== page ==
Tea and empathy, making connections one scone at a time

Letting LegalZoom take over the more mundane elements of running a business has allowed Sugarbird Sweets and Teas owner Kei Okumura to focus on her passion for pastries and people.

by Kate Mayfield
updated May 11, 2023 ·  4min read

Kei Okumura has built a business that supports her family and seven employees on the magic that happens over a delicious treat and a cup of tea. For the decade it's been in business, Sugarbird Sweets and Teas has gone through multiple iterations, but one thing has remained constant—Kei's passion for helping people connect.

Sugarbird Tea

Sweet ambitions

Leaving a career as a music video producer after 9/11, Kei sought meaning and found it in her baking hobby. "[I asked myself], 'Why am I doing a Beyoncé video when I don't feel like there's any meaning to it? I love my cakes. I love bakeries. Let me go abroad to the most wonderful place that pastries are made—to Paris.'"

Returning to the U.S. after pastry school, Kei started selling custom herbal tea blends at a local farmers' market but found there wasn't a large enough market for tea alone. "So, I said, 'What goes with tea?' And it came naturally. Tea and scones."

More than a tea party

Afternoon tea is a special ritual for Kei. "Growing up in Asia, we always had tea in the afternoon. That was a special time for me, and I think that stuck with me throughout my life. [Tea] is a time for people to gather. [Adding sweets] is a casual way of saying we'll make it something enticing," she says.

Enticing is the perfect word to describe the Sugarbird Sweets and Teas scone experience, available through their website a la carte and in themed "afternoon tea" gift boxes. The scones are colorful drops with dainty garnishes and glossy glazes, lovely as their exotic flavor names imply. The first bite's soft, pillowy texture and subtle but rich flavor take the full experience to another level that begs to be shared. Or, in Kei's words, a scone at afternoon tea is "a catalyst to open up to other conversation. And it's time. You're giving yourself a moment, taking time out to really connect with other people."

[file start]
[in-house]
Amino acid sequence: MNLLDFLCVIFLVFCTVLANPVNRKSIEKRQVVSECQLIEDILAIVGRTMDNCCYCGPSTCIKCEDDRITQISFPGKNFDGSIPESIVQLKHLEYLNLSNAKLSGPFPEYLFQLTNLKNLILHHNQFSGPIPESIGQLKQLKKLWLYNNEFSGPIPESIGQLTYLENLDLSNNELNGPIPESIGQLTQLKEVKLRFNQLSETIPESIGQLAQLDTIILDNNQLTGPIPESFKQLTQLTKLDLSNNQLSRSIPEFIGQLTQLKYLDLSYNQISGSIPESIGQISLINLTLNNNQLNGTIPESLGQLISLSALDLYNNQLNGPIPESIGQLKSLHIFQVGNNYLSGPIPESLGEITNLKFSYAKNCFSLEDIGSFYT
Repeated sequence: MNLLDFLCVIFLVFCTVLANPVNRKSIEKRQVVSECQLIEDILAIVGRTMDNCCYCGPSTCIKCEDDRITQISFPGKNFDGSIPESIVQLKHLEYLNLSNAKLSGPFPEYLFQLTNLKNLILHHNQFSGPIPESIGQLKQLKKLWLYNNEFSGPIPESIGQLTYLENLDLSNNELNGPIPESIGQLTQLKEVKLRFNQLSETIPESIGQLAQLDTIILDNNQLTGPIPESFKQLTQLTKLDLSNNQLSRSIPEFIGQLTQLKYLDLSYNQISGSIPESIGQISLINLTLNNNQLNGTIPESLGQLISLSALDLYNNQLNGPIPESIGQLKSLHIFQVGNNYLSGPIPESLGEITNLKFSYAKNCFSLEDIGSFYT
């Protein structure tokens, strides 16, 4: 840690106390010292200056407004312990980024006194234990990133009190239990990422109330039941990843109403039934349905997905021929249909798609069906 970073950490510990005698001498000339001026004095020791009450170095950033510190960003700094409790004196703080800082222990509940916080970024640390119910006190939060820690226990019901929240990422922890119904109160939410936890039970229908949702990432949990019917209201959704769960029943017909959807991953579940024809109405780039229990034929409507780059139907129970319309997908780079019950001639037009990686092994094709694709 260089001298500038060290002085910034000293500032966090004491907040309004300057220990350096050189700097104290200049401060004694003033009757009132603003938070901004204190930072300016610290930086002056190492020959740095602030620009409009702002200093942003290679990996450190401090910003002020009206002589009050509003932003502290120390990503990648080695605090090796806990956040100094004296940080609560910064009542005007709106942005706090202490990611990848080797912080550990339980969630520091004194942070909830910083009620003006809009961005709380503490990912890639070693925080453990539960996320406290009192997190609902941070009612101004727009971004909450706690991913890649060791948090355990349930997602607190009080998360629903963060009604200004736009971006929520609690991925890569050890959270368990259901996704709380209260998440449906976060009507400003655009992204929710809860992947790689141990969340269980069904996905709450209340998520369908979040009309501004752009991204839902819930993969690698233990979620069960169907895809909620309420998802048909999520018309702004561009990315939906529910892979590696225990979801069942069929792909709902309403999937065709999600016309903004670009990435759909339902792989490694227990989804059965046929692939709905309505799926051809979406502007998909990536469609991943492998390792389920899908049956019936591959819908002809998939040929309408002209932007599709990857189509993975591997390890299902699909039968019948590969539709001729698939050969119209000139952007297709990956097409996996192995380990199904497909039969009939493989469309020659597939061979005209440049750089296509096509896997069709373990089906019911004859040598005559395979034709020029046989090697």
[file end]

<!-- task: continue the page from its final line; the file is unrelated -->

Pastries and people of all flavors

Kei's interest in building connections goes deeper than scones. She is invested in the team that helps her create them. "As a minority woman owner, I have this amazing team that is neurodiverse, LGBTQ, and racially diverse. It's been great to have that. I think people need to reduce their stigma about hiring people with neurodiversity."

She considers her team a key motivation and is appreciative of what they bring to her business. She says she has an "amazing" group of bakers who "are sticking with me in this whole journey, and I really, really want to make this happen for them. For us too, but it's really because of them."

Expanding her thoughts on the value of a diverse workplace, Kei says, "My team allows me to have a wide range of comfort in discussing things like neurodiversity and LGBTQ [issues]. We just make it open. So the team feels like they're at ease working here and dealing with life with the challenges they may be facing. We want them to flourish in the environment. It's not a factory. That's the whole point."

Kei Okumura

Secret sauce

Creating beautiful baked goods and leading a team is more than a full-time job, and Kei often looks to LegalZoom for help with the legal necessities of running a business.

"When we started getting into business accelerators, it was an eye-opener for me to get access to capital, to legal advice and accounting, and all that stuff started to fall into place after me. And I didn't know how to contact attorneys to get my corporation and business documents in a row because there was so much to learn. I think that's how I found LegalZoom, and I was like, 'Wow, I didn't know legal had all this stuff,' and that made it easy."

Over the years, Kei has relied on LegalZoom to help her take care of multiple business tasks. "It's easy for me to just reach out to LegalZoom and say, 'Hey, I need to get our logo trademarked. How do we do about it?' And they're like, 'OK!'"

Next steps

After pivoting from a wholesale business model to sell direct to consumers in the pandemic, Kei has set her sights on reaching more customers with her teas and baked creations. She recently launched a new website, appeared on a Hulu cooking reality show, and continues to improve her scone shipping and delivery options.

As for the future, she envisions a line of scone kiosks in malls across the country and to ultimately "streamline our growth and our scalability to become this multimillion-dollar company in the next five years." As anyone who has tasted a Sugarbird scone can attest, she'll probably do it.

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Kate Mayfield

About the Author

Kate Mayfield

As a writer, editor, and content strategist in b2b advertising and content marketing, Kate has created content for multi… Read more

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